This is a subject of debate, as each person has a personal definition of what the "whole truth" is.
However, there are certain truths in the play Death of a Salesman, by Arthur Miller, that definitely do need to be confronted by the Loman family because that is the only way to break with their vicious cycle of make-believe and denial.
As far as what truths should be exposed, the first is the fact that Willy is no longer a successful salesman and that, perhaps, he was never one. Sadly for Willy, it is not that he does not know this, but that he does not accept it. So, in general, whether he is confronted with this truth or not, it may not make a difference.
Another truth that does come out, thankfully, is Biff's actual connection to Mr. Oliver. When he realizes that he has been following his father's steps in idealizing relationships with people, Biff takes the initiative to confront Willy with it. Again, Willy withdraws to his fantasy world, but Biff finally awakes to reality.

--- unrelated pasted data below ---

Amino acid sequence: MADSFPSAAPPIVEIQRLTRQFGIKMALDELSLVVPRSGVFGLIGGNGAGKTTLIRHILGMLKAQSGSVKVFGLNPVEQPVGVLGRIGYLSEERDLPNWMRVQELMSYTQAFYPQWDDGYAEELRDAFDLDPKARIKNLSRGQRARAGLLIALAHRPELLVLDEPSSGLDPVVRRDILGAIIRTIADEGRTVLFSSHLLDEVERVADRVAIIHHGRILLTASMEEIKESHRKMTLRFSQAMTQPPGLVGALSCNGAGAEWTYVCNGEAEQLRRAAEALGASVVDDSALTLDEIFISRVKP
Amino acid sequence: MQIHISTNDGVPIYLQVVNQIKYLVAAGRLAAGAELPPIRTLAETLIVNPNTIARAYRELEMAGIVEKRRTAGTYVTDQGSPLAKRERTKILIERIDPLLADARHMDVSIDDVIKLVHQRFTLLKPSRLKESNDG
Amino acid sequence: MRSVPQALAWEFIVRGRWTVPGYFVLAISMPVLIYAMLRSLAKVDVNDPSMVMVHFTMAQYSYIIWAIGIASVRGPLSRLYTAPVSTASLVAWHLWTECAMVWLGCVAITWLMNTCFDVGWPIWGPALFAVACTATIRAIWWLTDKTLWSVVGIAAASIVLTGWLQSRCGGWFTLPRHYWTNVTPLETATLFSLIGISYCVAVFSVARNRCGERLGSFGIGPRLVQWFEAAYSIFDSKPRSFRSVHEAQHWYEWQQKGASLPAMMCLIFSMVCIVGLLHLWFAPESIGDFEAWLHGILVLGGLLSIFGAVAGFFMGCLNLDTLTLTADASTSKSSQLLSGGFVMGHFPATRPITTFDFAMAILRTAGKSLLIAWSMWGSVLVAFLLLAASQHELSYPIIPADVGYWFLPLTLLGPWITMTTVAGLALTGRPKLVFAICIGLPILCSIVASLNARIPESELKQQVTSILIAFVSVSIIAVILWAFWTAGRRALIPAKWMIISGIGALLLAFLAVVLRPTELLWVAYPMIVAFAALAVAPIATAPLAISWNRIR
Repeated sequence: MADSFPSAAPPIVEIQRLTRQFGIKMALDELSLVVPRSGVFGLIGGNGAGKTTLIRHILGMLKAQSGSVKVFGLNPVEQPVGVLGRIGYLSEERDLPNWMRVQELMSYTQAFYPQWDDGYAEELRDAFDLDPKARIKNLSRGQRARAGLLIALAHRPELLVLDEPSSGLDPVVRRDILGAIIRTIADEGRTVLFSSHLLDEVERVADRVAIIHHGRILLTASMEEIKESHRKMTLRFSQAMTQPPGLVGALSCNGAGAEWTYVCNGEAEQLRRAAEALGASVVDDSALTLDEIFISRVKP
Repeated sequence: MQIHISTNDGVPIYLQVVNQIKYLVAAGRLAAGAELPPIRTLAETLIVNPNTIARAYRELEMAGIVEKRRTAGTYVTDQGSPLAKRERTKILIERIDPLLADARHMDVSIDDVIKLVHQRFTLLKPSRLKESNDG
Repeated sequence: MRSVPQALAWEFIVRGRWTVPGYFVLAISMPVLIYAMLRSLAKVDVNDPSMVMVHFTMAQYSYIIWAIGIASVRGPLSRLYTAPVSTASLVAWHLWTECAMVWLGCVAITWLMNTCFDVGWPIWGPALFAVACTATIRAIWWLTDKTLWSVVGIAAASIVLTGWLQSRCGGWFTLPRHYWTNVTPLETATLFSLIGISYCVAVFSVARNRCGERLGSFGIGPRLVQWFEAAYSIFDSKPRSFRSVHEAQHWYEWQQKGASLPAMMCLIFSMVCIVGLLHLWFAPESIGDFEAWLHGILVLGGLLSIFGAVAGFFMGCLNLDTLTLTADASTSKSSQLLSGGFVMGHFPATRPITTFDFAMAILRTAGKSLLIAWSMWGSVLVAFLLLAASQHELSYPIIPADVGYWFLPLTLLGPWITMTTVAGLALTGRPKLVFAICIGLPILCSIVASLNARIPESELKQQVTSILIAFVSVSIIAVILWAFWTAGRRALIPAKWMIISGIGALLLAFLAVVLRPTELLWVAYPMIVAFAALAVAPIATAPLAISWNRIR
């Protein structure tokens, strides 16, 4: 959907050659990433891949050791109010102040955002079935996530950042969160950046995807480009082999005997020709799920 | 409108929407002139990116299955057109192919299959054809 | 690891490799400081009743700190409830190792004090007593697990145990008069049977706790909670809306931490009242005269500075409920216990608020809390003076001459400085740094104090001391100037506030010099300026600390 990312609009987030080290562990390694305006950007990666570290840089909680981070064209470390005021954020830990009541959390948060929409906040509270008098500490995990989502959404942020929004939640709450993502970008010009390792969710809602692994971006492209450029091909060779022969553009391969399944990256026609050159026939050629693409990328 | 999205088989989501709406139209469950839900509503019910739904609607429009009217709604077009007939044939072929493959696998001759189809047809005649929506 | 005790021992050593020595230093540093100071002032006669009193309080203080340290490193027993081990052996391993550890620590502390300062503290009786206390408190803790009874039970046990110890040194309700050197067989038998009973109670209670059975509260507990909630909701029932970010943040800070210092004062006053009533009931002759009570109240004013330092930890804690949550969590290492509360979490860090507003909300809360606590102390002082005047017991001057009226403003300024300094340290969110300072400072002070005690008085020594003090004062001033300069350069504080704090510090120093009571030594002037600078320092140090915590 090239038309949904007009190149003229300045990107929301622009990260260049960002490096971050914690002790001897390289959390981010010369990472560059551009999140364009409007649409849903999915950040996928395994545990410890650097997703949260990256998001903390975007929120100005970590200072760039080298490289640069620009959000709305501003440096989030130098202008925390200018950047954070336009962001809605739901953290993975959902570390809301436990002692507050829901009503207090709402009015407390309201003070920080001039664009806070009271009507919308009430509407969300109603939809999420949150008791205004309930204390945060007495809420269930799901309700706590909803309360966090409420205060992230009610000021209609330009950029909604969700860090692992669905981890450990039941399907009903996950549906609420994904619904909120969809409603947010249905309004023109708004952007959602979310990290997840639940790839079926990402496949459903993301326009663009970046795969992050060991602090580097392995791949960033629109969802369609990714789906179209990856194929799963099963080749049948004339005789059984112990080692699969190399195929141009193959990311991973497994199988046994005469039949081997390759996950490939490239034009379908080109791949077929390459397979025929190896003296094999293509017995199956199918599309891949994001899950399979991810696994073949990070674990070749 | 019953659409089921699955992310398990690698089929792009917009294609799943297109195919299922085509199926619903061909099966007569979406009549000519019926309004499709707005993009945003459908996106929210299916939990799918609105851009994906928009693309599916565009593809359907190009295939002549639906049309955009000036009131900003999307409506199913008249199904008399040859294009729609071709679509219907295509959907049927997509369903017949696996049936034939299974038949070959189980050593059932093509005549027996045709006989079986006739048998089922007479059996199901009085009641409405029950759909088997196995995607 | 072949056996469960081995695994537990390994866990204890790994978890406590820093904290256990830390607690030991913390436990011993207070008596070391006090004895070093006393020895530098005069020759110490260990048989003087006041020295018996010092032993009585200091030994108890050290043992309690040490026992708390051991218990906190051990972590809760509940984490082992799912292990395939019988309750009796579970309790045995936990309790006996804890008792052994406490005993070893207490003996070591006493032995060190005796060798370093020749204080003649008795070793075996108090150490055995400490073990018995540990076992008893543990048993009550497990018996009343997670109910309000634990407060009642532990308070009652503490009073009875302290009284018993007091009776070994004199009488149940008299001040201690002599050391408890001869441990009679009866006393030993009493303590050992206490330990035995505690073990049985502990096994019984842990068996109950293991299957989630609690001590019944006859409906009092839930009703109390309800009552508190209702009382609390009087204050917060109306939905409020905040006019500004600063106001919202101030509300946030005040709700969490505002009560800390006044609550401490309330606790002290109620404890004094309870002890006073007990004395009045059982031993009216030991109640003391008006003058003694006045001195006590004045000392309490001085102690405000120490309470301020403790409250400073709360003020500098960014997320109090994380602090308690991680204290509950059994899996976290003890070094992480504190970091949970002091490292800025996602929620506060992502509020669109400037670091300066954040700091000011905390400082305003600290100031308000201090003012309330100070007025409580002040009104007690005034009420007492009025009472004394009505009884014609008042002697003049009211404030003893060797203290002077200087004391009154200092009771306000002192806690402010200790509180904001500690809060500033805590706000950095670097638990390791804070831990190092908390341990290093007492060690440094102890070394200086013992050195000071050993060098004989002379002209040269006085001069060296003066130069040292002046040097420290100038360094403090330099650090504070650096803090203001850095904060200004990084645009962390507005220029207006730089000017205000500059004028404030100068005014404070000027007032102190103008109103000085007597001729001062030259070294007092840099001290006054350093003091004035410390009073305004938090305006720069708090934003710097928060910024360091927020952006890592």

However, some truths may remain in the dark. Biff obviously never tells Linda about Willy's mistress, nor about the stockings. Perhaps this is for the best. What would Linda do differently without Willy in her life? It is obvious that Willy and Linda are each other's enablers and they feed off each other. Linda idealizes Willy and allows him to do as he pleases as the head of the household. This being said, it would have made Linda's life more miserable to know about Willy's infidelity, but it would change her life- only make it worse.
In that case, what she does not know will not hurt her. However, that is entirely a matter of opinion. Some people swear by telling the truth no matter how badly it hurts. Others feel that telling the entire truth about something will redeem them from "sin". Yet, in the opinion of others who look out for the interest of the innocent, sometimes truths will not change anything but attitudes. It is a matter of what is the truth, and who is telling it.